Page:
2. I think your right about "asking the right question" and in the line of thinking, could you mix both "arrays" in the same game? Try and please both crowds?

    My guy likes Type A, but my head likes Type B.

  3. Whoops! Sorry about completely missing your thoughts on addressing this.

    I'm a dunce :(

  4. Using the above example, my preferred option would be that each character gets X number of points, 9 points in Example A or 12 points in Example B, to distribute how they see fit among the four stats.

    This way all characters are balanced against each other but the players have maximum choice in exactly what character they want to create. One player might want a specialist character that's awesome at one thing and another player might prefer a generalist who's good at everything. I see no reason why a party can't be composed of both specialists or generalists in any combination according to the preference of the players.

    I could be wrong about this last point as admittedly, I'm not putting a huge amount of thought into this concept but that's not a bad thing. I think as a whole this whole concept of play balance has been over thought to the point where we may have stripped all the fun out of the game entirely.

    As for which way D&D Next will go, if the trend continues, characters will get 5, 4, 3, 3 to create characters that seem even more powerful with even less distinction.

    1. "I think as a whole this whole concept of play balance has been over thought to the point where we may have stripped all the fun out of the game entirely."

      I wouldn't go that far. I certainly agree that this problem has been wrestled with in public forums so extensively and viciously that we're all suffering from fatigue. That's a testament to how tough a problem it is, if you actually hope to solve it, and how passionately people feel about it.

  5. I have pondered balance from another perspective. Does a class outshine others at the table with options to affect the situation. It is like jedi in star wars. The majority of folks want to be jedi because it is a "mary sue" of star wars. Not everyone, of course, as some will want to be Han Solo types, but heck, there will be people who want to be a cp3o translator.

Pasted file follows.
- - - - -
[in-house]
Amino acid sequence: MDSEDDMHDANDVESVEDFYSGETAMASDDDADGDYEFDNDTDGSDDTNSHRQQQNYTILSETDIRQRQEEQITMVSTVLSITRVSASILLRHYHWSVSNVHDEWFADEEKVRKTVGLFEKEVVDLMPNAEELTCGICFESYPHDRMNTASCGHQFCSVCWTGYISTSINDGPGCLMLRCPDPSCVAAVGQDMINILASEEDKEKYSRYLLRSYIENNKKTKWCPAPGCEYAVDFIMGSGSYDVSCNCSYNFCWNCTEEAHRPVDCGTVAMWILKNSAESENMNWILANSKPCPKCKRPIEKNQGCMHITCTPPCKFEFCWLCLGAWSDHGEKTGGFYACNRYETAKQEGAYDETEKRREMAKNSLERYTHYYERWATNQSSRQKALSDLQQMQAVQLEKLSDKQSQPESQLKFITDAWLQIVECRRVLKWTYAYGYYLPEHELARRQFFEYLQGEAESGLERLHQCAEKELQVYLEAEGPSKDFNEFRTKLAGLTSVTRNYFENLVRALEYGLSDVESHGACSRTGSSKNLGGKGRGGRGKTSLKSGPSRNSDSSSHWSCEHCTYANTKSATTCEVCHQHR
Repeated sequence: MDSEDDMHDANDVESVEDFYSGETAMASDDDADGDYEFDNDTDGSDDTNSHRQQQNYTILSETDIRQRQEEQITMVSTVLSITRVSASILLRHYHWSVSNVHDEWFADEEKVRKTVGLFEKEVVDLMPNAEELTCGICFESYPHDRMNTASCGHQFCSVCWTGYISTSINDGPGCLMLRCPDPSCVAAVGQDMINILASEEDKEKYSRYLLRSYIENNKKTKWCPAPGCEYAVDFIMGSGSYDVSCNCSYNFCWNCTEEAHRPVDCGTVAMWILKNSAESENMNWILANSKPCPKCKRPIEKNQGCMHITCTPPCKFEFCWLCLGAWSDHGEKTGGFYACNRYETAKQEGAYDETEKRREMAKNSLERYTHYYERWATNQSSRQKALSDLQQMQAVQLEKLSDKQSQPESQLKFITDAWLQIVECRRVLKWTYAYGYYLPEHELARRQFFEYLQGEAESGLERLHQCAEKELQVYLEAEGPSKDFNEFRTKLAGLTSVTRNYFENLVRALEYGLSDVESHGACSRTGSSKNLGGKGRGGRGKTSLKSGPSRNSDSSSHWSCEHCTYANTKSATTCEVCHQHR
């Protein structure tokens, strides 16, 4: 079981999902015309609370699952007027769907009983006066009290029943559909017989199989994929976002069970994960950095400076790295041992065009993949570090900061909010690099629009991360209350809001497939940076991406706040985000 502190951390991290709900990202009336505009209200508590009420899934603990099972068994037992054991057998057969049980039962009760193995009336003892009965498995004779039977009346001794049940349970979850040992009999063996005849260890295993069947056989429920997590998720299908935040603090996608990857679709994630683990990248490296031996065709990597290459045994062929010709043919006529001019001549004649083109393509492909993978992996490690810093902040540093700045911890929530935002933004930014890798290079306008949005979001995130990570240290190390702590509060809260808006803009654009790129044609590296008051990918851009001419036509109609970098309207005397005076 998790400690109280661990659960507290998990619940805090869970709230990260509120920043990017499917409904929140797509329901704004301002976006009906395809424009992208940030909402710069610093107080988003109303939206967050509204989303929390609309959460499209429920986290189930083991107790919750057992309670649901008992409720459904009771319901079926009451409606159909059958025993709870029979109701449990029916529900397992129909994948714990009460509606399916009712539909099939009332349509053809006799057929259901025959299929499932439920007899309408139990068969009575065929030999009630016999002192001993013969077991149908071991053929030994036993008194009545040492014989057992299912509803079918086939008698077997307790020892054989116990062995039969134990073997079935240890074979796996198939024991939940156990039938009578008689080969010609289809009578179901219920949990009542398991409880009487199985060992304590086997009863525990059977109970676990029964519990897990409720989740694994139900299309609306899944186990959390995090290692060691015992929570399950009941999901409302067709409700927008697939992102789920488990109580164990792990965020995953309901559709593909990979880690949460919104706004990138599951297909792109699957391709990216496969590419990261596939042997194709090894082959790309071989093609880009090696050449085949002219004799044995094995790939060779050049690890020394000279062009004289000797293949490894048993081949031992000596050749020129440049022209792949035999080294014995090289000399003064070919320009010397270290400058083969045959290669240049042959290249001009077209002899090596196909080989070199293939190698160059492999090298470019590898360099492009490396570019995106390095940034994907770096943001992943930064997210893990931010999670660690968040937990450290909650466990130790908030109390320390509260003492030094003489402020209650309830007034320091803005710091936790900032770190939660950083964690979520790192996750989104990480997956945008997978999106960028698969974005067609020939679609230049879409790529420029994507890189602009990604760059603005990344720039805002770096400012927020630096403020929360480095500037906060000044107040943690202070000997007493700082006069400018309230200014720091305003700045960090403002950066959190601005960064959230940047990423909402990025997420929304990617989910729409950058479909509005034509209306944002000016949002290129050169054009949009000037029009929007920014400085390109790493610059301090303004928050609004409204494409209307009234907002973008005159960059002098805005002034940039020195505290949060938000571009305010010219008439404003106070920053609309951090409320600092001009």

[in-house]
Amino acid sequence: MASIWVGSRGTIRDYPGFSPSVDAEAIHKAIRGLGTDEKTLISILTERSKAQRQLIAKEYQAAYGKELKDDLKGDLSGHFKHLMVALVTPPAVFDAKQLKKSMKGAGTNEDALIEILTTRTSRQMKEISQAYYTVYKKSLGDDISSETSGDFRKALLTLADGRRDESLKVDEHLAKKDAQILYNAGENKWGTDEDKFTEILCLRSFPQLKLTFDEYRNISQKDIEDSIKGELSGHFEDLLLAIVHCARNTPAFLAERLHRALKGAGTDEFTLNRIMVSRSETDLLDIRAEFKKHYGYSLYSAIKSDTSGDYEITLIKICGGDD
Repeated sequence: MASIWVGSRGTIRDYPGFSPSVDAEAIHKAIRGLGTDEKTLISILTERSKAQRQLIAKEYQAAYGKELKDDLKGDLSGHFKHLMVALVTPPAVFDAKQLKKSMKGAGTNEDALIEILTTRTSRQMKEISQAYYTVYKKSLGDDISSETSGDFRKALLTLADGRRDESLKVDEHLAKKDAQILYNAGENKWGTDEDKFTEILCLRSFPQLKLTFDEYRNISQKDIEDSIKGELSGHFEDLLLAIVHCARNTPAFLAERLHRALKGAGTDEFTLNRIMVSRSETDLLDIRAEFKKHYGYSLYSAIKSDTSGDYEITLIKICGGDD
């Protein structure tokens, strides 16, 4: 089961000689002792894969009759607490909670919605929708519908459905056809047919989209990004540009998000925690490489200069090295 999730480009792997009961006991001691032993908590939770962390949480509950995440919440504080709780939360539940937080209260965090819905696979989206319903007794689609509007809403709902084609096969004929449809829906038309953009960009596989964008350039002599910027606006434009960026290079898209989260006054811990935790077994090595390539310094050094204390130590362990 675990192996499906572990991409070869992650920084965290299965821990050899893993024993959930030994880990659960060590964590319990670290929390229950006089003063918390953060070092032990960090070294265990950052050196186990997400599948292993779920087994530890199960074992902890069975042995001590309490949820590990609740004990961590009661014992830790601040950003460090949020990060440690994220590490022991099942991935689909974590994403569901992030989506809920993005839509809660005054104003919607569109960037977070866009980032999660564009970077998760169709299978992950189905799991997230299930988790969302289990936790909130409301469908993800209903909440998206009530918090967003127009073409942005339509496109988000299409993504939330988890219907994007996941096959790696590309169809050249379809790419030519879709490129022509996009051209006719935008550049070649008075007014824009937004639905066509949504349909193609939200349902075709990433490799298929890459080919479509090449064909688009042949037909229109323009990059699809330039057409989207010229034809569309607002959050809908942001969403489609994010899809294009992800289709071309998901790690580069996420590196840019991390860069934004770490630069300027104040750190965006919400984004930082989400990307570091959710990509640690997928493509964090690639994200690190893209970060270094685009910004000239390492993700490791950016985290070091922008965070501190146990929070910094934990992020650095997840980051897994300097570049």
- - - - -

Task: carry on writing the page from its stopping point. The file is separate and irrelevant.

4e attempted to address that by giving spell like effects to all classes but it ran into trouble where it focused too much on combat, and it made all the classes feel the same.

    I am not sure what the solution is to that problem. As Syndrome says, "Once everyone is super, then no one is".

  6. The problem isn't the fighting, healing, and magic stats. It's the thieving stat. The fact of the matter for most D&D campaigns is that if you fail a combat encounter, you die. If you fail a social encounter or exploration encounter, you don't. So when you make your character good at those it doesn't really feel like you're contributing, because there's nothing on the line and thus the system feels unbalanced.

  7. Thanks for this column; it puts some issues I've been pondering in perspective.

    In my case, I think I'd prefer a mix of Model A and Model B, to address what I call the Idiot Savant problem. For example, in the RAW of D&D 3.5, perception skills aren't part of a Fighter's class skills. However, you would expect a guard -- who would probably be a type of Fighter -- to have better than average Spot and Listen scores, since they're essential to his job. To do that, though, he'd have to spend double skill points, which means he is in total LESS skilled (as measured in skill ranks) than his counterpart in, say, a mercenary group who puts all his points in Jump, Ride, Swim, etc. Does combat training degrade a Fighter's hearing and peripheral vision, so that they need to work twice as hard as a Ranger or Rogue? OD&D and AD&D have it worse, as various lights in the OSR will tell you, since the mere presence of the Thief class implies that other classes *can't* Climb, Move Silently, etc. In other words, these wizards, warriors, and servants of gods have cognitive deficits when it comes to ordinary abilities that anyone can learn with some practice.

    Every system has its flaws, of course. A common solution in the OSR is to eliminate the Thief and/or reinterpret the other classes as having base chances of performing common skills. Nevertheless, wholly skill-based systems -- notably the RuneQuest/Basic Roleplaying family -- allow for prodigies in one area who can also perform common, everyday abilities with some minimum competence. The group doesn't need a special character to scout around while everyone else cools their heels; anyone or everyone can participate just like everyone participates somewhat in combat. On the other hand, if the group *does* have an expert orator, second-story man, or spelunker a good GM will arrange situations where that expertise will become as critical as sword-swinging or spell-casting.